about 5 hours ago from archinect.com
This week is packed full of talks covering everything from how to create minimalist gallery to social architectural design. Friday night in particular has a lot to offer, so just as well that there's a yoga session on Saturday morning to unwind.
about 14 hours ago from archinect.com
Out of 133 submissions, 18 projects have been selected as winners of the 67th annual Honor Awards for Washington Architecture. The AIA Seattle chapter awarded projects in two categories—built and conceptual—that demonstrated their masterful use of materials and high marks on building craft. This was also the second year of the Energy in Design Award to commend projects that have made quantifiably significant strides in energy reduction while also maintaining the highest qualitative design caliber.
Selected honor this year include three projects from the Miller Hull Partnership, a Seattle-based firm known for their regional work, as well as works from other prominent Pacific Northwest such as Mithun and Olson Kundig. Selected by a jury that included J. Meejin Yoon, head of the architecture department at MIT, distinguished architect Robert Harris, and KPMP founding architect Shirley Blumberg, the 18 winning structures testify to the area’s strong design culture.
Here's what took home t...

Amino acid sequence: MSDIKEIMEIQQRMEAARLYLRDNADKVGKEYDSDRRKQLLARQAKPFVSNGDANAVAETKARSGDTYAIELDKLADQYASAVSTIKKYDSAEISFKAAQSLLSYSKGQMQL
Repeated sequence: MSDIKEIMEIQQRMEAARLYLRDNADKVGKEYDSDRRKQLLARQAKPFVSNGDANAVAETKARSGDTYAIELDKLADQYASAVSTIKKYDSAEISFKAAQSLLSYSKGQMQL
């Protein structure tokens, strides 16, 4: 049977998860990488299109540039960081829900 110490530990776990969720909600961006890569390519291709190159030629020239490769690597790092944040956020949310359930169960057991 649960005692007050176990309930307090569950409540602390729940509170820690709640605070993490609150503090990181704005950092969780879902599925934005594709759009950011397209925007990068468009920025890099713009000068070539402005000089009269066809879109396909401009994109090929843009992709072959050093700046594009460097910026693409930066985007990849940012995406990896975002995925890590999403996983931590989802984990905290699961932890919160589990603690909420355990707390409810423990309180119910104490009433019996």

about 19 hours ago from archinect.com
Soapbox is a weekly series delivering a curated set of lectures, talks and symposia concerning contemporary themes but explored through the archives of lectures past and present. With the plethora of lectures, talks, symposia and panels occurring world wide on a daily basis, how can we begin to keep up and if not, find them once they are gone? Soapbox looks to assemble a selection of recent, archived and outlier lectures surrounding a given theme. Soapbox looks to curate this never-ending library of ideas into an engaging and diverse list of thoughts and provocations. Soapbox is just that, a collection aimed at discovering the occasional needle in a haystack.
about 19 hours ago from archinect.com
"The institutional critique that is going around locally is much more interesting. In a way, it will be perfect with Peterson Museum and Piano's new movie museum next to it, an art Disney for gentrified people. After a few money shots, it will bury the Zumthor mystic with tar. As far as the existing buildings, they were buried with HHPA in 80's and some other Pianos this century."
about 20 hours ago from archinect.com
Everyone has to start somewhere so why not start now! Kick your education up a notch and begin learning what they don’t teach you in school. Certain invaluable skills are gained only by working in the field, under professionals, and in a firm. Jumpstart your career with our roundup of current internship positions on the Archinect job board. Scroll down and take a look.
This is a full time internship lasting 20 weeks beginning on January 2nd, 2018 with a bi-weekly stipend of $1,000. A Bachelor’s Degree in Architecture and or enrollment in a Master's of Architecture program is required. The right candidate will be interested in a multidisciplinary design studio driven by thoughtful and creative buildings, interior environments and public spaces.
klokers is again on kickstarter with its new watch KLOK-80, inspired from the sixties, for women and men.about 23 hours ago from archinect.com
This post is brought to you by klokers
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KLOK-08 pays tribute to the Sixties, from where it inherited the spirit and aesthetic codes.THE SPIRIT: FREEDOM & NONCONFORMITY